In vivo anti-malarial activity was carried out using 5 groups of mice (Balb/C, 28g ± 4g, n = 4). Mice were injected intraperitoneally with P. berghei ANKA-infected mouse blood (approximately 40% parasitemia) on day 1, at a density of 1 × 107 parasites (approximately) of the strain. The test compounds (AND, AS, CUR, AND+AS, and AND+CUR) were dissolved in DMSO and serum-free media to make the desired concentrations and were injected (15mg/kg of body weight) intraperitoneally to individual groups of animals starting from 24h prior to the parasite challenge (day 0). The control mice were maintained simultaneously without any treatment. Injections were continued daily till the death of the animals in the control group (13–15 days). Parasitemia levels (parasitized erythrocytes/total erythrocytes) were determined with thin blood smears on every alternate day from day 5 onwards of posttreatment (Figure 1(f)). The animal experiments complied with all relevant guidelines and institutional policies on animal ethics and were conducted under environmentally controlled condition, as reported earlier .
The phytoconstituents eluted under different peaks were assayed individually in vitro on Plasmodium falciparum. The particular phytoconstituent eluted under peak “e” (retention time 3.78) showed potent anti-malarial activity compared to the compounds eluted under peaks a, b, c, and d (Figure 1(a)). The compound of peak “e” was later identified as andrographolide by comparing the retention time of pure andrographolide (Sigma, Cat no. 365645) which was run as positive control (Figure 1(b)) and finally by using standard methods of compound identification [15, 17, 18]. Approximately, 50 cycles of HPLC purification were carried out to obtain a sufficient amount of test compound, andrographolide (Figure 1(c)) for their in vitro anti-plasmodial assays.
IC50s for artesunate (AS), andrographolide (AND), and curcumin (CUR) were found to be 0.05, 9.1, and 17.4μM, respectively. It was noted that the compounds are particularly inhibiting the parasites at their ring stage.
The fraction IC50s (FIC50) of the combinations made out of the three compounds was found much below the level of their individual IC50s, as expected. The sums of the FIC values (∑FIC) are an important parameter that detects and differentiates the classification of the drug interaction. When the sum of putative drug fractions is 1, the combination is said to be additive; when the sum is <1, the combination is synergistic; and when the sum is >1, the combination is antagonistic . Curcumin (Figure 1(d)) was found to be a better combination partner with andrographolide as compared to artesunate with sum FIC50s in the former combination (AND+CUR) remaining within 1 (0.73, 0.38, 0.43, and 0.75) in all 4 ratios (1:5, 1:2, 2:1, and 5:1), respectively. This combination (AND+CUR) at lower ratios (1:2 and 2:1) yielded synergism, while higher ratios (1:5 and 5:1) exhibited additiveness as shown by the isobologram (Figure 1(e)). Alternatively, AND+AS was found effective only at lower ratios (1:2 and 2:1) with proven additivity, (sum FIC50s being 0.9 and 0.8), respectively. This combination (AND+AS) exhibited indifference with sum FIC50s exceeding 1 (1.15 and 1.04) at higher ratios (1:5 and 5:1), respectively (Figure 1(f)).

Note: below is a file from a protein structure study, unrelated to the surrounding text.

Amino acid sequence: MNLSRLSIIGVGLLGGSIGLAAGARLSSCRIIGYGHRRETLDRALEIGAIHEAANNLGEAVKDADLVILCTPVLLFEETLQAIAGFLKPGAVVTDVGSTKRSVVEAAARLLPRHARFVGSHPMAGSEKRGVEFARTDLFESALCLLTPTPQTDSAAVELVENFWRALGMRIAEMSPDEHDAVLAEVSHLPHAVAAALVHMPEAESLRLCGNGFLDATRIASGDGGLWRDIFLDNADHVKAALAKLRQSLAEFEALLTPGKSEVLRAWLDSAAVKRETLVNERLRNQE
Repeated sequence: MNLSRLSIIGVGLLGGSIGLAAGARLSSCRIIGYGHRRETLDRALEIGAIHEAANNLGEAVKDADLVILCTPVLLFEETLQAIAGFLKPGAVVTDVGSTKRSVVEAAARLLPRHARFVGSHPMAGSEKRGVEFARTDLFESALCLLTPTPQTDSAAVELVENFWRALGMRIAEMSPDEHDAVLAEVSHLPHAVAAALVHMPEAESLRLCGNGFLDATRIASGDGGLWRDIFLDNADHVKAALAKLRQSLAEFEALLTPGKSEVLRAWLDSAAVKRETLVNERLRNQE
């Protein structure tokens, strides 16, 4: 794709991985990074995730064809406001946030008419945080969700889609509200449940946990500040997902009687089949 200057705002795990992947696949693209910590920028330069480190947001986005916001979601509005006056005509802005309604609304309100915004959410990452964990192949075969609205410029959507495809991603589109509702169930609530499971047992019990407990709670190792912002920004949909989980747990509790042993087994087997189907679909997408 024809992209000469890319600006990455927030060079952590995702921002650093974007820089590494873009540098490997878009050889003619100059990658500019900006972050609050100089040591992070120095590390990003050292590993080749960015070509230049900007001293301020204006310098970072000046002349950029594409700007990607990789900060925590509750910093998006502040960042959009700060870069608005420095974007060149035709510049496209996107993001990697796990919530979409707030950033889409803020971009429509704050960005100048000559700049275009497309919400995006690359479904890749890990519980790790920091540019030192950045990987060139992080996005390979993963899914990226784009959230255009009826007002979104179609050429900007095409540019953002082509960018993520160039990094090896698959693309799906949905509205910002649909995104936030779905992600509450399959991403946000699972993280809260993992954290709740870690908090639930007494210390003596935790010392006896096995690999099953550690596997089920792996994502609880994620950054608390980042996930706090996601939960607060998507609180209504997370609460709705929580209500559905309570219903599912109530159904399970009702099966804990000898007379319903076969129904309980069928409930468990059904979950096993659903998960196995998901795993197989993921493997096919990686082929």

The results indicated that andrographolide performed better anti-malarial activity when combined with curcumin than artesunate. All the mice died after attaining the parasitemia level 80% ± 4%. Control group, which died between 13 to 15 days (maximum deaths being on 14th day), were found to harbor 81% ± 2% parasitemia compared to the experimental groups treated with AND, AS, CUR, AND+AS, and AND+CUR, carrying load of parasitemia, 46%, 33%, 46%, 36%, and 29%, respectively (Figure 1(f)). All the treatment groups were kept under observation, and the % parasitemia were monitored till the 30th day (data not shown).
Because of the interesting in vitro anti-malarial properties, in vivo toxicity tests were carried out with mice by intraperitoneal routes during four consecutive days. No mortality or any other abnormality was observed during the treatment period. Treated mice were clinically healthy, and no toxic effects and weight loss were observed with the treatment groups even after 96hrs. The levels of SGOT (serum glutamic oxaloacetic transaminase) and SGPT (serum glutamic pyruvate transaminase) and the blood parameters of the experimental and control mice were found within the normal range without any significant variation (SGOT, 60.3 ± 3.1; SGPT, 74 ± 4.4U/mL; urea, 19.6±2.1mg/dL; glucose, 90 ± 3.2mg/dL; creatinine, 0.77 ± 0.16mg/dL).
Andrographolide is a labdane diterpene reported to have potent anti- inflammatory, anticancer and anti-viral activity . As such, the use of antibacterials and antivirals in malaria prophylaxis is also well documented . Identification of anti-plasmodial activity of this compound in view of its efficacious in vitro and in vivo performance opens up several opportunities for further exploration of this compound as a new anti-malarial.